Because the measurement of force in this application is only measured in compression, a uni-directional force sensor 70 or load cell is sufficient. Preferably, the force sensor 70 is accurately mounted such that the direction of applied load is within the same axis of the sensor's measurement axis. Preferably, the force sensor 70 has a nonlinearity, hysteresis, and nonrepeatability of +/-0.02%. Typically, a force sensor 70 that makes use of a "4-arm strain-gage bridge" to convert a strain to a voltage allows for these values to be achieved. Futek Advanced Sensor Technology, Inc. (26052 Merit Circle, Suite 103, Laguna Hills, Calif. 92653) is a company that is able to provide sensors within these operating specifications. Preferably, the force sensor 70 utilized should also be able to operate within the temperature range of -20° C. to 90° C.
FIG. 5 is a camera view of the force sensor 70 and probe tip contacts 82 that are the contact ends of probe tips 20. The force sensor 70, arm 72 contains the shim 74. At the end of the shim 74 is a tip or raised surface 78. The shim's raised surface 78 engages probe tip contact 82, when moved in a "Z" or vertical direction, moves the probe tip contact 82. Resistance to this movement is then measured by the force sensor 70.
FIG. 6 shows a macro view of a probe tip contact 82 and shim 74 contact scenario from FIG. 4. The shim 74 has a tipped or raised surface 78. It is supported by the arm 72. Note that raised surface 78 has a surface that is substantially parallel to the top surface of the arm (body) 72. The elevational different between the raised surface and the top surface is in a range of approximately 50-500 microns. When the sensor 70 moves up in a vertical or "Z" direction, the raised surface 78 engages and depresses the probe tip contact 82 deflecting the probe tip 20 upward. The absolute relative resistance of the probe tip contact 82 to movement induced by the raised surface 78 can be measured, and this measure can be used to accomplish the objectives of the measuring probe tip behavior under load.
FIG. 7 is a graph illustrating an example of the probe tips' 20 spring relationship. The vertical axis or dimension denotes force in gram force units and the horizontal axis is the "Z" axis distance in, for example, microns. The dotted straight line 92 is the ideal linear force spring behavior line. It illustrates how a new spring should react to the application of force. Theoretically, the more distance that is traversed, the more force has been applied. As illustrated, the relationship is theoretically linear. However, this is just an approximation. The solid line curve 94 is an example of deteriorated force/spring behavior. For example, as a spring is overstressed or fatigued, the relationship between distance and force may become non-linear, or the slope may change wile remaining home. The slope of lines 92 and 94 in FIG. 7 are the spring rates.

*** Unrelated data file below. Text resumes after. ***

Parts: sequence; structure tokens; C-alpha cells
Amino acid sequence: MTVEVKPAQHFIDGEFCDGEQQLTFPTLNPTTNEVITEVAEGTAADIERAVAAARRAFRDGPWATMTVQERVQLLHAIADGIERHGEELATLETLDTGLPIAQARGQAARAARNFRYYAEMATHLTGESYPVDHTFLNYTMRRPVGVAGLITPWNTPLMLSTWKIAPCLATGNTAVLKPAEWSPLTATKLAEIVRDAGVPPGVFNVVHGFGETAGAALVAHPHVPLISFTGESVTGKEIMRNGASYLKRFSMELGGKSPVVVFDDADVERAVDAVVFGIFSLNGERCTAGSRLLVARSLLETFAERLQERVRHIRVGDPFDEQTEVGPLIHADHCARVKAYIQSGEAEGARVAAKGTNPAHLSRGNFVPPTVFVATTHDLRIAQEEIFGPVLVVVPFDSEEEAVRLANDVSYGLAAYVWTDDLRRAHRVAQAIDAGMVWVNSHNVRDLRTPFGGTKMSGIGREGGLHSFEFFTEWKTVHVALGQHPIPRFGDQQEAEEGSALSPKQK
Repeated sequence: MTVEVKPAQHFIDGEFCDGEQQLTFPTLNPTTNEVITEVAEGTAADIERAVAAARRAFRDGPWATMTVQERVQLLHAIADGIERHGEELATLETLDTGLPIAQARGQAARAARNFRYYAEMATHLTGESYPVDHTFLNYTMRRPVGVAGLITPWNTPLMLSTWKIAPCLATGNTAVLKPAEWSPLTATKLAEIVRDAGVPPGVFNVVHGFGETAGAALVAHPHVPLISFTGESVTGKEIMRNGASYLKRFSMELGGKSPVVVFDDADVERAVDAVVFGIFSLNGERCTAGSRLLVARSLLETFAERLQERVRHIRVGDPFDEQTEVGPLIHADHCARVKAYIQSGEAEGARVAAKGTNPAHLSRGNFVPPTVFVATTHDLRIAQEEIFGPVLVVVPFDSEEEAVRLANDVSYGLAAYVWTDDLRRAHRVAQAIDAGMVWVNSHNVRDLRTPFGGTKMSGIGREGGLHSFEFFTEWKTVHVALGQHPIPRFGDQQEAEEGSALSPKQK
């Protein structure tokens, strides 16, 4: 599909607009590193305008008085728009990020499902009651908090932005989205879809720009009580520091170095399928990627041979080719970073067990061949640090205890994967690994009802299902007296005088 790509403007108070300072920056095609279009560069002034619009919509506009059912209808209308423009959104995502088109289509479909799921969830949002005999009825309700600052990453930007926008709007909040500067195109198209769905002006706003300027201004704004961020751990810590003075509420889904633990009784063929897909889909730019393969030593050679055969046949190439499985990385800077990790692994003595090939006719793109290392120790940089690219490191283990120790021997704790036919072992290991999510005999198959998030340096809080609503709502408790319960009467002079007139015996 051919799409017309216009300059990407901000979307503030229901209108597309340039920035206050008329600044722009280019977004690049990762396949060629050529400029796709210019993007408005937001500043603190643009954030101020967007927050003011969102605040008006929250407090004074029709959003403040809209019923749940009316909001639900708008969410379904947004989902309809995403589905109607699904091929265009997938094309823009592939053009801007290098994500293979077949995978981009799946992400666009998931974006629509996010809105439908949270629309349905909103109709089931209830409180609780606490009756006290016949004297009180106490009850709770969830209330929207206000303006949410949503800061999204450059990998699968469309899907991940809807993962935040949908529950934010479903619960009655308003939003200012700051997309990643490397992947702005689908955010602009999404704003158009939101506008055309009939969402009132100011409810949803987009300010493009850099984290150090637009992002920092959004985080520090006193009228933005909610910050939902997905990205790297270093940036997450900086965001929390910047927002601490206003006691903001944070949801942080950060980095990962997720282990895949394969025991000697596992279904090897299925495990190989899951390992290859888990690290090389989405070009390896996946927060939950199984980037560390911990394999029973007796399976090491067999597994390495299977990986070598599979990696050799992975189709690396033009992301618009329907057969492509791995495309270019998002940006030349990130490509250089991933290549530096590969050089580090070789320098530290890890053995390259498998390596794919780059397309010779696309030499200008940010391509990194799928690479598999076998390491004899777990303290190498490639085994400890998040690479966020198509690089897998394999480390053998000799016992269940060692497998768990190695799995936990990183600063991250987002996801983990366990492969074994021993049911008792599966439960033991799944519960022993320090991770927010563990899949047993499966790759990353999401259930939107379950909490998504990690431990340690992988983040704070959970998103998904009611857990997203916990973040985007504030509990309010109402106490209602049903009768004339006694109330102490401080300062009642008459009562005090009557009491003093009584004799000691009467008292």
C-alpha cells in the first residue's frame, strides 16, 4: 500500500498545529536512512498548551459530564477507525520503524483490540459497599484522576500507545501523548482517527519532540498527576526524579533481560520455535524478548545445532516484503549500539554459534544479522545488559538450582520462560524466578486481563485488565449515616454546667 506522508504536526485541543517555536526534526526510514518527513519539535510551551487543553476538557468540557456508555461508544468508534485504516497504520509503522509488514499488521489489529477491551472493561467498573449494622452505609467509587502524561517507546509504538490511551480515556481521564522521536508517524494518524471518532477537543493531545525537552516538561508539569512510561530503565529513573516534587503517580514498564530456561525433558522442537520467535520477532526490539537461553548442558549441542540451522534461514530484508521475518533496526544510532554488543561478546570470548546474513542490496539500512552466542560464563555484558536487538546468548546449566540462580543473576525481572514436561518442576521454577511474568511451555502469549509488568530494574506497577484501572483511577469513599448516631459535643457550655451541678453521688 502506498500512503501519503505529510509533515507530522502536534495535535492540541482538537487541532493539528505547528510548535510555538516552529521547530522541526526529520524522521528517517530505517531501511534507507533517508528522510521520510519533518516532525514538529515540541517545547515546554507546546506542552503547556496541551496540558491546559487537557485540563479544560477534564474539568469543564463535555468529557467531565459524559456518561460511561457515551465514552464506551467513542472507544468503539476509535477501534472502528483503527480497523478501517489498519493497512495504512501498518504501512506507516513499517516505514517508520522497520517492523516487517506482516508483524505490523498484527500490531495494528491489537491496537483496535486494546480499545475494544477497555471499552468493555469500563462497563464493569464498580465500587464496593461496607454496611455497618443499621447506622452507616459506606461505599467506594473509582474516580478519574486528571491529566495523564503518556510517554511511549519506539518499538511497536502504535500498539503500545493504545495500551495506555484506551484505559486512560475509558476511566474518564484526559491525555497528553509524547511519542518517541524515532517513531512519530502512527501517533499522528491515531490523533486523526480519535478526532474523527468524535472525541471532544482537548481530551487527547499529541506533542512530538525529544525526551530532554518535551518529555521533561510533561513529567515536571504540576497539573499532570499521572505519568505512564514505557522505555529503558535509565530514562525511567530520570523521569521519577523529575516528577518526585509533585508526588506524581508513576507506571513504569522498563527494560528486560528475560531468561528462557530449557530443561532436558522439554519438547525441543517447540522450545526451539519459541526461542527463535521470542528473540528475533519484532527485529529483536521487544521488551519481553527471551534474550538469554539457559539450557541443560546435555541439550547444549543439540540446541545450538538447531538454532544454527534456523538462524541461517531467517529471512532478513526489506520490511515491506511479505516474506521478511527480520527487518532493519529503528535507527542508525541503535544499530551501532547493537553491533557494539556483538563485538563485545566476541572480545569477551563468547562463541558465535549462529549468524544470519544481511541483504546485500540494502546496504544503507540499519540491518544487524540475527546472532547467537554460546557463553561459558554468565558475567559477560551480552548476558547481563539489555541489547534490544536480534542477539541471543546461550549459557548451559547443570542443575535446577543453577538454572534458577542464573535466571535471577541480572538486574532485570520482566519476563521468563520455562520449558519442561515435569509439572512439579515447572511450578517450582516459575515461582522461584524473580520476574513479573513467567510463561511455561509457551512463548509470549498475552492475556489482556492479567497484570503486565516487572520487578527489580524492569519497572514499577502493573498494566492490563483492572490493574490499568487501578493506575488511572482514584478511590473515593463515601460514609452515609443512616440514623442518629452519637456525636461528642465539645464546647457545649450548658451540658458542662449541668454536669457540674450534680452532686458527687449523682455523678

One example of how the data in FIG. 7 can be used is to trend the life of probe tips 20. For example, probe tips 20 can be tested periodically, for example after each wafer, after every lot, or after "N" number of die. The probe height distance can be adjusted based on the decay shown in solid line curve 94. Also, actual data for a set of probe tips 20 can be compared with expected values, and the lifetime of a probe card 18 determined from such. This data can also be used to decrease the deformation created on the bond pads or bumps by the physical contact of the probe tips 20. This data can also be tied in or integrated with electrical data such as contact resistance between the probe tips 20 and wafer metallurgy.
Those skilled in the art will recognize that modifications and variations can be made without departing from the spirit of the invention. Therefore, it is intended that this invention encompass all such variations and modifications as fall within the scope of the appended claims.
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|U.S. Classification||324/750.02, 324/755.07, 324/756.03, 324/756.01, 324/762.01, 324/754.03, 324/755.09|
|International Classification||G01R3/00, H01L21/66, G01R31/28, G01R1/06, G01R31/26, G01R1/073, G01R31/316|
|Cooperative Classification||G01R1/07342, G01R31/316, G01R3/00|
|European Classification||G01R3/00, G01R31/316|
|Apr 21, 1997||AS||Assignment|
Owner name: MOTOROLA, INC., ILLINOIS
Free format text: ASSIGNMENT OF ASSIGNORS INTEREST;ASSIGNORS:KHOURY, THEODORE ANDREW;GOODE, RAUN L.;BUSTOS, LARRY J.;REEL/FRAME:008637/0692
Effective date: 19970417